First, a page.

By Jeffrey Page
Is there no escaping this man? As Donald Rumsfeld makes the rounds to plug his new book it is useful to remember that he treated 300 million Americans as so many idiot nephews and moron nieces, all with stupid questions about the war that he, the belabored secretary of defense (and kindly uncle), was put upon to answer.
He’ll likely be best remembered for his comment in 2002 on the report of Baghdad’s selling weapons of mass destruction to terrorist groups. It was obfuscation defined: “There are known knowns; there are things we know we know. We also know there are known unknowns; that is to say we know there are some things we do not know. But there are also unknown unknowns – the ones we don’t know we don’t know.”
The translation, for people who, unlike Donald Rumsfeld, did not happen to have graduated from the Al Kelly Academy of Doubletalk: Mind your own god damned business and leave this war to the professionals, like me.
If President George W. Bush had had much in the way of integrity – or at least some genuine connection with the people of this country – he would have fired Rumsfeld on the spot. But Rumsfeld survived and his contempt for those who would question him continues with his titling his book “Known and Unknown.”
For me, Rumsfeld’s worst insult was to the people who actually fight the nation’s wars. It came during his visit to U.S. troops in Kuwait in 2004.
He took questions. All was going swimmingly until a member of the Tennessee National Guard asked why infantry troops had to scrounge through Iraqi landfills in search of discarded metal that they then fastened to their light vehicles to protect themselves from roadside bombs.
Why, Specialist Thomas Wilson asked, didn’t the trucks come with this protection already attached and ready for use? The troops, assembled for what should have been a benign photo-op for Rumsfeld, cheered and applauded Wilson.
Rumsfeld answered as though he were a battle weary, seen-it-all lieutenant colonel (though he bought himself a little time by asking for the question to be repeated) and proceeded to dismiss Wilson as some unsophisticated dimwit.
“You go to war with the army you have, not the army you might want or wish to have,” Rumsfeld lectured. And in an instant, America understood that the idiot in the room was not Specialist Wilson but Secretary Rumsfeld.
In fact, you’d go to war without the army you wish if the war involved enemy troops invading, say, Nyack or Hoboken or Newburgh. But if Rumsfeld was suggesting that he faced such a dangerous emergency in Iraq that he couldn’t wait for the proper protective shields to be shipped to the troops, how then could he ever explain the fact that it took him 18 months after 9/11 to get his military ready to fight in Iraq? He could not, of course.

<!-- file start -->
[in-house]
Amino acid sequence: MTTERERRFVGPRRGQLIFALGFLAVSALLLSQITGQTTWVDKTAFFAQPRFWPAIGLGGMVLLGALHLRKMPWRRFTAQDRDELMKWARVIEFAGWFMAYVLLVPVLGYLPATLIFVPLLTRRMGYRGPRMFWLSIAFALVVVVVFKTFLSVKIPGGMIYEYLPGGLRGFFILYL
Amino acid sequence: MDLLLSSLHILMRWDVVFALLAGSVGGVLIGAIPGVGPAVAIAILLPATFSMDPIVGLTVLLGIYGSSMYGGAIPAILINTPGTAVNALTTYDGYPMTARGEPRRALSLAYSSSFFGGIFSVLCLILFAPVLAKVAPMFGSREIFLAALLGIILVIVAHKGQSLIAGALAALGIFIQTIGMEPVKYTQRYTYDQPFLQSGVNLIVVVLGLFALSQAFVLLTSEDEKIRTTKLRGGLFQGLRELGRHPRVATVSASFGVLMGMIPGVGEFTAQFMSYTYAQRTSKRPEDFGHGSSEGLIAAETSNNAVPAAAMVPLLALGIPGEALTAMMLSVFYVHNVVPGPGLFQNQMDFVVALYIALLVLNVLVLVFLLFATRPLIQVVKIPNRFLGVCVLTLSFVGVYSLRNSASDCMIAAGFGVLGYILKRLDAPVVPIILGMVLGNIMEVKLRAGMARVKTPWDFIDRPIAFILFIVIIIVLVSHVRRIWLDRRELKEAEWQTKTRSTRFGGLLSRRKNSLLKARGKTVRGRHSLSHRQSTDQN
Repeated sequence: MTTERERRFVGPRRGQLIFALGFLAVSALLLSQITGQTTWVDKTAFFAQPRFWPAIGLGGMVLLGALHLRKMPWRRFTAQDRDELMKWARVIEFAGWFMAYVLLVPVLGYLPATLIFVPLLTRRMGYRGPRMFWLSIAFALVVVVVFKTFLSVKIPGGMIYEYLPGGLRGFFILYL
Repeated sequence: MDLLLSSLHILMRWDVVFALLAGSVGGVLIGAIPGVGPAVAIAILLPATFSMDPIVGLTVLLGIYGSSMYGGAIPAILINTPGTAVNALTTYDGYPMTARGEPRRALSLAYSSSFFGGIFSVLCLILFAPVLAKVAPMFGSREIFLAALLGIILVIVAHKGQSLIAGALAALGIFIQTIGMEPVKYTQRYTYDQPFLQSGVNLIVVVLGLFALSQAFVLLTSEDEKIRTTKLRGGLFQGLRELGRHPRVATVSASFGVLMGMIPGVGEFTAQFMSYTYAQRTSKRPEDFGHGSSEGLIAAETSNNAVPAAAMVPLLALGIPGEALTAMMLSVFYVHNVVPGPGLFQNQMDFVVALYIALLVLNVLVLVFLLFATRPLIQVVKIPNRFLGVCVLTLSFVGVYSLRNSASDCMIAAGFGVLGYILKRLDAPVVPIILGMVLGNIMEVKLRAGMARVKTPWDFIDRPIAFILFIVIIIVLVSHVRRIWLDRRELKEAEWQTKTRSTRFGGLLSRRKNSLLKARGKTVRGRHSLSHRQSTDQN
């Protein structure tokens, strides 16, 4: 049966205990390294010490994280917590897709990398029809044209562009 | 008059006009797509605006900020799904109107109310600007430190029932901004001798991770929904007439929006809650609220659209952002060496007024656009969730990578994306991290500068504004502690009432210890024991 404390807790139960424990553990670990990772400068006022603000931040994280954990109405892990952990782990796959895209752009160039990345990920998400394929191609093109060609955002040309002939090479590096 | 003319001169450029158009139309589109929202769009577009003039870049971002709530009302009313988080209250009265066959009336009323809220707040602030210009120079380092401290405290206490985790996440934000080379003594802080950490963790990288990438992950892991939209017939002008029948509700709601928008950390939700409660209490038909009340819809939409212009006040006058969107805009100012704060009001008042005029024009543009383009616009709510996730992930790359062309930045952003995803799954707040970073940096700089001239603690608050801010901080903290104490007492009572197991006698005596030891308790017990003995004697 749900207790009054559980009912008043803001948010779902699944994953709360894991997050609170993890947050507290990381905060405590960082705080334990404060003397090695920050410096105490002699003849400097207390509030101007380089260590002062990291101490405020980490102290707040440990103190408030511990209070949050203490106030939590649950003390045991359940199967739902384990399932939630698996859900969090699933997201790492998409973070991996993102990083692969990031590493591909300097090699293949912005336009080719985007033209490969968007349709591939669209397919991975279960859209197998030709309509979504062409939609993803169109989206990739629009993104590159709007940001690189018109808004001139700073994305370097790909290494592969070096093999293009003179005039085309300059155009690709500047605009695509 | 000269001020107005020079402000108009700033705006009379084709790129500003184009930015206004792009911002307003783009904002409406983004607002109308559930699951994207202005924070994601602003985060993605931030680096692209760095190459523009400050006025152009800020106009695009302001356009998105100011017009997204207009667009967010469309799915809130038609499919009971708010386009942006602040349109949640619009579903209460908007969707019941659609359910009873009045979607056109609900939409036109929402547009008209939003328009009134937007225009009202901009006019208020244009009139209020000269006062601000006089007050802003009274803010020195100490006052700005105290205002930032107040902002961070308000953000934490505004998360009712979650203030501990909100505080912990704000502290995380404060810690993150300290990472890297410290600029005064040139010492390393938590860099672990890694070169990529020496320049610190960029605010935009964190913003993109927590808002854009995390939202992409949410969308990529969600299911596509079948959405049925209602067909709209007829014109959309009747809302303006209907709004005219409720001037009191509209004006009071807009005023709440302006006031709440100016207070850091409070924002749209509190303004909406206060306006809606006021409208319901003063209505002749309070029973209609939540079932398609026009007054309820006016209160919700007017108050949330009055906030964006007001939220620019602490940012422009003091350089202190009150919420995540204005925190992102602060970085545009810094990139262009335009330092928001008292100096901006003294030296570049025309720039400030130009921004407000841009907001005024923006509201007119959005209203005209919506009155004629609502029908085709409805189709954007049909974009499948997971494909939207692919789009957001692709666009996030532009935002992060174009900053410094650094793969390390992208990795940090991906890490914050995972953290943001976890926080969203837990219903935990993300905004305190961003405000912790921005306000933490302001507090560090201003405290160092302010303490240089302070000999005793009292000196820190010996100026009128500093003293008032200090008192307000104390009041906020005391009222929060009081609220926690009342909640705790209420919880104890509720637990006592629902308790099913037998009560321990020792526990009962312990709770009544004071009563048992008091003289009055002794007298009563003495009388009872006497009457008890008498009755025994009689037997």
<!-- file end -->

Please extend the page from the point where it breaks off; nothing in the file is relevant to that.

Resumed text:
Rumsfeld would not have sent troops into battle without ammunition, and he should not have sent them into battle with improperly equipped vehicles. Didn’t he read the casualty reports about his soldiers being killed and maimed by roadside bombs? Everyone else did.
But Rumsfeld supposedly was smarter than everyone else, so if the people of the United States, including those whose sons and daughters were fighting this war, didn’t get it, well, that was too bad.
Rumsfeld smart? He was dumb as a post.
Such as during the 18-month stroll-up to the war – it could hardly be called a run-up – when Rumsfeld declared: “I can’t tell you if the use of force in Iraq today will last five days, five weeks, or five months, but it won’t last any longer than that.”
That was about eight years ago.
Asked about troops being held over in the war zone after their tours of duty were up, Rumsfeld responded: “Oh come on, people are fungible. You can have them here or there.” He must have forgotten that “fungible” is associated with the easy replacement of goods, not people.
Once, noting mounting U.S. casualties, Rumsfeld had the gall to declare: “Death has a tendency to encourage a depressing view of war.”
I wonder if he ever mentioned that observation in his letters of condolence – the letters he signed not with his hand but with a mechanical device – to the fathers and mothers, the husbands and wives, and the kids of the soldiers killed in the futile search for Saddam Hussein’s weapons of mass destruction.
Rumsfeld told us those weapons would be easy to find. Ten days before the first U.S. troops invaded Iraq he said, “We know where they are. They’re in the area around Tikrit and Baghdad.”
That was eight years ago, too.
Jeffrey can be reached at email@example.com